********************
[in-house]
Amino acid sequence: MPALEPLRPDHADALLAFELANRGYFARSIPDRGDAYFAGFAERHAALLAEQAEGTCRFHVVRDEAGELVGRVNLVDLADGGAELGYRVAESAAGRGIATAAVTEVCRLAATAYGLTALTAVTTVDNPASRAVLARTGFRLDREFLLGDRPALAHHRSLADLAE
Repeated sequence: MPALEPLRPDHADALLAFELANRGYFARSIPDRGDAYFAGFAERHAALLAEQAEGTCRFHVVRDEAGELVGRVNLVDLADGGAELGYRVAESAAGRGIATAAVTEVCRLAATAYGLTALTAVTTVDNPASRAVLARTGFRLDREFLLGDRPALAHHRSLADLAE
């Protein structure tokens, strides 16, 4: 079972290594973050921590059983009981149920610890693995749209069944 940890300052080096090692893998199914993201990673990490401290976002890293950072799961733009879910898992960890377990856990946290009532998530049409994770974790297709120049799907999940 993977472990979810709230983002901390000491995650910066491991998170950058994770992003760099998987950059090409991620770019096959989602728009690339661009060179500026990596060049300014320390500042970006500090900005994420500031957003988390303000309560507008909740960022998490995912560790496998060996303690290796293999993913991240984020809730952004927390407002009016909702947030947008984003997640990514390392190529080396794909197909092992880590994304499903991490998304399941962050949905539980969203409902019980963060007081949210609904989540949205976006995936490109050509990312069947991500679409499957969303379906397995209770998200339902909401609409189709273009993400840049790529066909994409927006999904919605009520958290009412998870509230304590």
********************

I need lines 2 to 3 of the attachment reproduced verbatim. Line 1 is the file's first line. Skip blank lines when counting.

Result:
Amino acid sequence: MPALEPLRPDHADALLAFELANRGYFARSIPDRGDAYFAGFAERHAALLAEQAEGTCRFHVVRDEAGELVGRVNLVDLADGGAELGYRVAESAAGRGIATAAVTEVCRLAATAYGLTALTAVTTVDNPASRAVLARTGFRLDREFLLGDRPALAHHRSLADLAE
Repeated sequence: MPALEPLRPDHADALLAFELANRGYFARSIPDRGDAYFAGFAERHAALLAEQAEGTCRFHVVRDEAGELVGRVNLVDLADGGAELGYRVAESAAGRGIATAAVTEVCRLAATAYGLTALTAVTTVDNPASRAVLARTGFRLDREFLLGDRPALAHHRSLADLAE